Agile Process Smells: Solution Stories

One of the things that often happens when the product owner is technically savvy is that they start writing solution stories. That is they specify how something should be done technically rather than what should be done.

For example here is a story that states specifically how the task should be completed (solution):

Partition the customer history table horizontally

This story has been written by a customer who either knows a lot about physical database performance tuning or has talked to someone who does (or a least someone who tossed out a possible solution).

A better story that gets to the real business need (performance) is:

Ensure that saving updated customer information takes no more than 2 seconds on average

By knowing what the need is the developers can look at the whole system to see why saving the customer is taking longer than 2 seconds. This gives the developers latitude on how to solve the problem rather than boxing them in. In this particular case the real solution was fixing some logic in the trigger and adding an index.

What Make a Good Story?

Bill Wake has an article on the characteristics of a good story. He uses the acronym INVEST:

I Independent Stories are easiest to work with if they are independent. If they are independent we can schedule and build them in any order. This allows us to select stories with the highest value without worrying about all the expensive, low value dependent stories.
N Negotiable Negotiation is a key ingredient of agile development. Remember that agile methods are typically scope variable. That is the time line is fixed (iteration length) and the quality and scope are varied. A story is a placeholder for discussion. We need to be able to split, combine, tweak, clarify, etc stories at any time.
V Valuable Stories need to have real business value to the stakeholders. Typically this is the customer although there are other stakeholders (including the development organization). I like to see all stories expressed in ways that the primary stakeholder can understand the value provided by the story. The definition of "value" can vary somewhat from project to project and organization to organization. 
E Estimable

If a story can't be estimated then the customer can't derive value or assign a priority to it. We don't need a precise estimate or a guarantee that the estimate will never change. But we do need a good enough estimate that is as accurate as current information allows.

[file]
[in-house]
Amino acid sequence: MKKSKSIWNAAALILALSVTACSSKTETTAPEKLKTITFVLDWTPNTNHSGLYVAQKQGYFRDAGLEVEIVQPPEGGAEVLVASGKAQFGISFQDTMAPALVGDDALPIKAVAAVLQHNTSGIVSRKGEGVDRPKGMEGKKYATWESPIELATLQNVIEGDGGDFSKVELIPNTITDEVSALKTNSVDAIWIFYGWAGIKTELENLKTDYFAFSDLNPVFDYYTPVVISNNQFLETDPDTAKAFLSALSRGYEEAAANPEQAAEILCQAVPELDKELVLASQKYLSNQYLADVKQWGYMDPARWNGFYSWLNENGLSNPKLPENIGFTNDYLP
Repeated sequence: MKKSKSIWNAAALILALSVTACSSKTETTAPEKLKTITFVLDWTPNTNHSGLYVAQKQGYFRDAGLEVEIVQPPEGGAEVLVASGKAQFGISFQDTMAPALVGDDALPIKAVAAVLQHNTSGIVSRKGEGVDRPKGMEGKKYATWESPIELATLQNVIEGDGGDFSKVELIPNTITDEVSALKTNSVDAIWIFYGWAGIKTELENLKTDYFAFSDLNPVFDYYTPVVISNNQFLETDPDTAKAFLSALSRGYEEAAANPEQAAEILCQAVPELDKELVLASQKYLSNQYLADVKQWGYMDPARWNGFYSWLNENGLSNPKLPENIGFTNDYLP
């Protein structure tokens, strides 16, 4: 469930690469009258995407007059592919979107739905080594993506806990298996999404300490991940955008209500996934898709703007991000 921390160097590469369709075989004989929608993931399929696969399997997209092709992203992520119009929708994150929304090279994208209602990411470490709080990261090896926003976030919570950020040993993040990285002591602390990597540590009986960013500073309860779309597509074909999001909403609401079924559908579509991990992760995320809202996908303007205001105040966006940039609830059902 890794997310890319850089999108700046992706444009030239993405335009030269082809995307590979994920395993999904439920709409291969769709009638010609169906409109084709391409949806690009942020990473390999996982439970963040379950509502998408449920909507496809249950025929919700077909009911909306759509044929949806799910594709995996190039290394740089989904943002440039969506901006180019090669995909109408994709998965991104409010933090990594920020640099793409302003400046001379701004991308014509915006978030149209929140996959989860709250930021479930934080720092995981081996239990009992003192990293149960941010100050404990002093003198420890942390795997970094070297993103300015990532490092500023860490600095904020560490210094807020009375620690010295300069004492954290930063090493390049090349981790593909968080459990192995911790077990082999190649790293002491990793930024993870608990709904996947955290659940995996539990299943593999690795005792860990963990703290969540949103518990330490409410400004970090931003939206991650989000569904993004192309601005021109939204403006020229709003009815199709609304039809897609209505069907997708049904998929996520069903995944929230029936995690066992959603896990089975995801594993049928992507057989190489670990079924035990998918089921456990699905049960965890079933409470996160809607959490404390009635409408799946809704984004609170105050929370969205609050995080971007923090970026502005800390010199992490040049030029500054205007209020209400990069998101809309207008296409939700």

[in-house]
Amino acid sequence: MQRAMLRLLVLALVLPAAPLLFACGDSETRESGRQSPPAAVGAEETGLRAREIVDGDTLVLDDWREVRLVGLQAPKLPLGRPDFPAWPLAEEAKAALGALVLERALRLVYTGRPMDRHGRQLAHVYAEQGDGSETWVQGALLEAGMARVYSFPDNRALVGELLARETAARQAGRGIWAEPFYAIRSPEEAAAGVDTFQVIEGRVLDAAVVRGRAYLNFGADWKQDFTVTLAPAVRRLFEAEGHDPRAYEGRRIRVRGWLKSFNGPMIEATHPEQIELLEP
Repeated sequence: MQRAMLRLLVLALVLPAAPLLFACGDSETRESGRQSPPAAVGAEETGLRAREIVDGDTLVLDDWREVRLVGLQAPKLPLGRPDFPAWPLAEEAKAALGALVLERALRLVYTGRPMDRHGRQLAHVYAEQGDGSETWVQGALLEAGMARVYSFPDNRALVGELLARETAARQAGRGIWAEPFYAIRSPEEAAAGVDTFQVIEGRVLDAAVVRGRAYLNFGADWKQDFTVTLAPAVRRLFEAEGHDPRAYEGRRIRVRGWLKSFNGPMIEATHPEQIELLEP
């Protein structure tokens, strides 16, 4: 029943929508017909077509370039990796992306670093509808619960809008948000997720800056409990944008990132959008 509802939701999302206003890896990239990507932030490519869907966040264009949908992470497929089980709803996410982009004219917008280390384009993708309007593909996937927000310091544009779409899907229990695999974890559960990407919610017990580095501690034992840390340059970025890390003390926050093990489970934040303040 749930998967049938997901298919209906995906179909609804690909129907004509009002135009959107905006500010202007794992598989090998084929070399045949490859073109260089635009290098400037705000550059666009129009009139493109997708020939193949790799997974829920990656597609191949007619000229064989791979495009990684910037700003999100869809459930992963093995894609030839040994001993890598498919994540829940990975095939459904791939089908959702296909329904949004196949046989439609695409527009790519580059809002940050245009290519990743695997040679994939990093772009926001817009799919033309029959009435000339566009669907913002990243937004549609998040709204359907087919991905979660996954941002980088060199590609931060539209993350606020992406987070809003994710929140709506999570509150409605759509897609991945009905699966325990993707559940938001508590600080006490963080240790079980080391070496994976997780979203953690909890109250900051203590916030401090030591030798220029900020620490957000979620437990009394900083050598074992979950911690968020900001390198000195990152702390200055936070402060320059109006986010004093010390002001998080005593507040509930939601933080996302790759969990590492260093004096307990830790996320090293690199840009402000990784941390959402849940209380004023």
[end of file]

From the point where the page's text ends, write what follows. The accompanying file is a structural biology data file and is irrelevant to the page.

S Small

Having small stories is a result of estimable and negotiable. The larger the story the harder it is to estimate, the less flexibility in negotiation. Each team has a "right size" story which tends to be in the several hours to several days ranges (in ideal time). Stories larger than this tend to fall into the "I don't really know" category.

T Testable

Stories need to be testable, otherwise how do you know the story is complete?

For more info on how to write better stories see Mike Cohn's book User Stories Applied or look at the sample chapter.

Aren't there Any Exceptions?

Of course there are. Most projects have constrains of some kind which are technical in nature. I.e. "Must support Oracle and MySQL" or "all logging will use our custom Log4Net appender". These are definitely solutions, but generally apply to all (or most) stories so I track them separately. I've heard of others using different colored cards to visually indicate the difference between feature stories and constraint stories. I also like to make a note on my feature stories if there is some particular reason to pay attention to a constraint, at least until the team gets a feel for where the constraints apply.

Solution Stories in the Wild?

What are the best examples of solution stories from your experience and how would you rewrite them to be "real" stories?

Agile principles at work
So which agile principles are at work in correcting this smell?

  • Developers create & estimate tasks
  • Developers self select tasks
  • Customers write good stories

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